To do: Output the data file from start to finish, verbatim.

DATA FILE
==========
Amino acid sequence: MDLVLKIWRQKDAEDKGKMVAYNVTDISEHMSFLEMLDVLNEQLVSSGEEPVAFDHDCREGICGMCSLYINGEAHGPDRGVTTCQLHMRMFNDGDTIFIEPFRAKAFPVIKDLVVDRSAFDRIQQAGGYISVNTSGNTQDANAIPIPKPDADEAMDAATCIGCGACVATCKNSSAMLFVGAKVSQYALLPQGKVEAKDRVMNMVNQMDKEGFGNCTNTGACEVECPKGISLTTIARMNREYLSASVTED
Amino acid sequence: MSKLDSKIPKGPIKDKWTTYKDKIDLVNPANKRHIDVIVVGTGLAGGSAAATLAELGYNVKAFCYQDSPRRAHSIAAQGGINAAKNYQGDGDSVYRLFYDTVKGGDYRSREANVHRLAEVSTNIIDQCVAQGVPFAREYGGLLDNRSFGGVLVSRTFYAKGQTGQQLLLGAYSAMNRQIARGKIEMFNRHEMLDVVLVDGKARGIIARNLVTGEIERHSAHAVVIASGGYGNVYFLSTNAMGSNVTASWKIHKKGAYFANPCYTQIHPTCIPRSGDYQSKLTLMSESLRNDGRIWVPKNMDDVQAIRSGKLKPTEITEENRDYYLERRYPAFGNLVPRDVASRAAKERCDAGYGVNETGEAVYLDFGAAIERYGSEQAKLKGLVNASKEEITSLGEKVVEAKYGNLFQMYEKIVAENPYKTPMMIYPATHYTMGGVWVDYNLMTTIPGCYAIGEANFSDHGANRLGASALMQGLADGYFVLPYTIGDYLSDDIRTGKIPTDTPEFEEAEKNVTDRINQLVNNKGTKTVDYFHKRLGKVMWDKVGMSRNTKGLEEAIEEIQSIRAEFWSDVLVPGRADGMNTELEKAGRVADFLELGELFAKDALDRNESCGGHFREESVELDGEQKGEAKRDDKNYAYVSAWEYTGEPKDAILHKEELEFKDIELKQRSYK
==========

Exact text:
Amino acid sequence: MDLVLKIWRQKDAEDKGKMVAYNVTDISEHMSFLEMLDVLNEQLVSSGEEPVAFDHDCREGICGMCSLYINGEAHGPDRGVTTCQLHMRMFNDGDTIFIEPFRAKAFPVIKDLVVDRSAFDRIQQAGGYISVNTSGNTQDANAIPIPKPDADEAMDAATCIGCGACVATCKNSSAMLFVGAKVSQYALLPQGKVEAKDRVMNMVNQMDKEGFGNCTNTGACEVECPKGISLTTIARMNREYLSASVTED
Amino acid sequence: MSKLDSKIPKGPIKDKWTTYKDKIDLVNPANKRHIDVIVVGTGLAGGSAAATLAELGYNVKAFCYQDSPRRAHSIAAQGGINAAKNYQGDGDSVYRLFYDTVKGGDYRSREANVHRLAEVSTNIIDQCVAQGVPFAREYGGLLDNRSFGGVLVSRTFYAKGQTGQQLLLGAYSAMNRQIARGKIEMFNRHEMLDVVLVDGKARGIIARNLVTGEIERHSAHAVVIASGGYGNVYFLSTNAMGSNVTASWKIHKKGAYFANPCYTQIHPTCIPRSGDYQSKLTLMSESLRNDGRIWVPKNMDDVQAIRSGKLKPTEITEENRDYYLERRYPAFGNLVPRDVASRAAKERCDAGYGVNETGEAVYLDFGAAIERYGSEQAKLKGLVNASKEEITSLGEKVVEAKYGNLFQMYEKIVAENPYKTPMMIYPATHYTMGGVWVDYNLMTTIPGCYAIGEANFSDHGANRLGASALMQGLADGYFVLPYTIGDYLSDDIRTGKIPTDTPEFEEAEKNVTDRINQLVNNKGTKTVDYFHKRLGKVMWDKVGMSRNTKGLEEAIEEIQSIRAEFWSDVLVPGRADGMNTELEKAGRVADFLELGELFAKDALDRNESCGGHFREESVELDGEQKGEAKRDDKNYAYVSAWEYTGEPKDAILHKEELEFKDIELKQRSYK